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The flurry of tributes to late Apple co-founder Steve Jobs, who died Wednesday at age 56, continued to pour in Thursday as industry leaders, Apple fans and others gauged his impact on the modern world.

Many of those tributes focused on how Jobs had a hand in creating the world in which we live. But he also helped revolutionize both retailing and magazine publishing through the creation of the Apple stores and the launch of the iPad tablet. David Carey, president of Hearst Magazines, earlier this week predicted tablets could be a $10 million business for magazine publishers by sometime next year as they provide publishers with a digital platform on which to sell their titles — and at higher prices than a regular subscription. The iPad also stirred The New York Times to put its content behind a paywall, and even caused News Corp. chairman Rupert Murdoch to create an entirely digital newspaper, The Daily, specifically for the iPad — although that has seen limited success.

This story first appeared in the October 7, 2011 issue of WWD. Subscribe Today.

Meanwhile, observers gauged Jobs’ impact on retailing. Ron Johnson, senior vice president of retail at Apple Inc. and J.C. Penney Co. Inc.’s next chief executive officer, could not be reached for comment but told the WWD CEO Summit in 2005 that “Steve Jobs said he wanted to open retail stores. This was in 2000, when most other companies were moving to the Internet and away from brick-and-mortar concepts. But that was precisely why we wanted to do it.”

Apple board member Millard “Mickey” Drexler, who is chairman and ceo of J. Crew Group Inc., could not be reached for comment out of respect for the Jobs family. But Drexler sent a letter to J. Crew’s entire staff about Jobs, a copy of which was obtained by WWD:

“I remember when we first met; he invited me to join the Apple board and told me about his vision for retail,” Drexler wrote. “In hindsight, I’m stunned that I said ‘no’ a few times. He then offered — very reluctantly I might add — to join the Gap board if I would join his board. I quickly said ‘yes.’ Needless to say, Steve was a fast learner and went on to become the world’s greatest retailer and merchant. It’s unbelievable to imagine that he also had a part-time job as the ceo of Pixar for a number of years.

“Steve cared about product like no one else. He was always focused on innovating, editing and simplifying. He was unwavering in his vision.”

Allen Questrom, former chairman and ceo of J.C. Penney, Federated Department Stores and Barneys New York, said, “He was probably the most outstanding merchant in our history. As a retailer and technology guy, he had the ability to combine it all and had what most of his peers did not have — an ability to understand what customers want. He got people who aren’t technocrats entertained by the product and wanting to buy another product.

“He made a computer easy and understandable for the average Joe to use. The stores are very ingenious, but that’s not what it’s all about. He designed a fashionable product people want to buy,” said Questrom.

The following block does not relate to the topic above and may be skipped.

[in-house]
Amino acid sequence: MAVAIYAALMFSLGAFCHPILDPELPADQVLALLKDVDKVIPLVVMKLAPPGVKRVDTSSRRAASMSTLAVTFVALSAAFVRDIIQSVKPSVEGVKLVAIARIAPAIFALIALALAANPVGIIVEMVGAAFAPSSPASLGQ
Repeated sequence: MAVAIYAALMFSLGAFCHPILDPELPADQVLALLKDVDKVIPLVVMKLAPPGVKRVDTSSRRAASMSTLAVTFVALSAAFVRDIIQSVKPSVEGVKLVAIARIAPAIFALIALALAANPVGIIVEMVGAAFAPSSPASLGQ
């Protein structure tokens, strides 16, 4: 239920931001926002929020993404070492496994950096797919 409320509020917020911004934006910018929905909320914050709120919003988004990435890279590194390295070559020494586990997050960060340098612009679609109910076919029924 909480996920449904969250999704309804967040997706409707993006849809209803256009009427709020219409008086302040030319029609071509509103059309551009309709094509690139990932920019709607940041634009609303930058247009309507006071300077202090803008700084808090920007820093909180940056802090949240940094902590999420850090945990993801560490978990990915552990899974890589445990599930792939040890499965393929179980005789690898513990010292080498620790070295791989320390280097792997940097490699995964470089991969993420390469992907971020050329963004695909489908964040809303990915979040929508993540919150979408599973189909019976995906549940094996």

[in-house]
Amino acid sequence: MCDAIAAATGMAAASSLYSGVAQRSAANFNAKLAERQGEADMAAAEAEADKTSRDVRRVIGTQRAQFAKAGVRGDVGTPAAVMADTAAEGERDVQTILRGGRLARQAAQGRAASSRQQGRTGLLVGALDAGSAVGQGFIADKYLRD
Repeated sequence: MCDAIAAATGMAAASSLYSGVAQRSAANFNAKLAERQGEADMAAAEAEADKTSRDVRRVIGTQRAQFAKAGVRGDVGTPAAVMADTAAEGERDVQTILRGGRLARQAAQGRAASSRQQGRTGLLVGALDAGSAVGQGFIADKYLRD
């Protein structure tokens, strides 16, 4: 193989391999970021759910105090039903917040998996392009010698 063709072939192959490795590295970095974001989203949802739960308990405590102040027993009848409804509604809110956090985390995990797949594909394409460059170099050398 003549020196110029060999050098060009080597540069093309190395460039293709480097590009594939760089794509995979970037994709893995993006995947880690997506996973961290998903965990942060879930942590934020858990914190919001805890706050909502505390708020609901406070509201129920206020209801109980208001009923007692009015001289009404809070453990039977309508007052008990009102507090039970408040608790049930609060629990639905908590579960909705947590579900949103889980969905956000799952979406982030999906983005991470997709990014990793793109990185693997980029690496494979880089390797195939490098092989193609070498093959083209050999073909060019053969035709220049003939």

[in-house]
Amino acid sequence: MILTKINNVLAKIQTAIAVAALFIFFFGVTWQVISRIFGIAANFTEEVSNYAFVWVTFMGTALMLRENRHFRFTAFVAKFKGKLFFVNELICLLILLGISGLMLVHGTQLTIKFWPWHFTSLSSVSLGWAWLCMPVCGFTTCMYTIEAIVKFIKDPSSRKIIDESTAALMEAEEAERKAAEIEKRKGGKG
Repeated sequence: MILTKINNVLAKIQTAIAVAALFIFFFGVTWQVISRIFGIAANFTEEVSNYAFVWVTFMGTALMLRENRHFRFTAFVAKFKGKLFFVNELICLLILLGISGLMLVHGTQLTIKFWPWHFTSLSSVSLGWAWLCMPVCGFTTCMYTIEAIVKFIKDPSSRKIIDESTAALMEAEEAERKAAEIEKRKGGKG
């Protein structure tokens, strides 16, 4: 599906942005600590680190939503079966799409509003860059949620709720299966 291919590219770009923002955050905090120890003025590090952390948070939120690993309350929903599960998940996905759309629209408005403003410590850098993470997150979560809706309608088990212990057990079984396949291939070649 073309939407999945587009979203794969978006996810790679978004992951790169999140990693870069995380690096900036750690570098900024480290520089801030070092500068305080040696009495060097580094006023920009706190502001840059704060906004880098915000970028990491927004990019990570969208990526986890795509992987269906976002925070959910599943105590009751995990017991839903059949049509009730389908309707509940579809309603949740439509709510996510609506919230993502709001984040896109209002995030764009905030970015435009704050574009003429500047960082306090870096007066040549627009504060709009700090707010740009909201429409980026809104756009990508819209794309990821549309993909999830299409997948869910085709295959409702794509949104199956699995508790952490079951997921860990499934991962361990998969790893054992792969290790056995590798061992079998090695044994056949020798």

Barbara Kahn, professor of marketing and director of Jay H. Baker Retailing Center, concurred, saying, “Steve Jobs revolutionized retail. Everyone is talking about store experience, but he nailed it. Aside from the obvious attention to design, to technology, he had the idea that the store should be a wonderful experience. He figured out how pressure points in the retail environment could be eliminated. You can pay through the iPad and get your receipt e-mailed to you, to avoid a checkout line. He proved that if you have a good idea, if you’re creative and innovative, you can get people to buy in bad economic times. It’s amazing how emotional people feel about this man. They’re paying homage by putting flowers by the stores. In terms of retail, Apple is the church.”

Many more remembrances are likely to follow over the next days and weeks, as magazines prepare their coverage of Jobs.

When editors at newsweeklies Bloomberg Businessweek and Time learned Wednesday that he had died, they stopped the presses and got to work. The staff at Bloomberg Businessweek was up all night, bumping a cover with Gov. Rick Perry for a black-and-white close-up image of Jobs. The 64-page issue, which has no advertising, covers his life and legacy. It was created by Jim Aley, Brad Stone and Peter Burrows, and includes pieces by Steve Jurvetson, John Sculley, Sean Wilsey and William Gibson.

Time magazine stopped its presses for the first time in about 20 years and editors had only three hours to produce a cover, along with 21 pages devoted to Jobs’ life and career. The issue, which hits newsstands and tablets today, will have an increased print run. A spokesman declined to comment on how many issues will be published.

The Jobs cover for Time — his seventh — was taken in 1984 by Norman Seeff. The issue has a six-page essay by Jobs biographer Walter Isaacson, whose “Steve Jobs” will be released Oct. 24 but is already listed as the number-one best-selling book on Time also has a historical look at his career by technology reporters Harry McCracken and Lev Grossman and photo essay by Diana Walker. The New York Times Magazine had already closed, so no changes were made to the issue.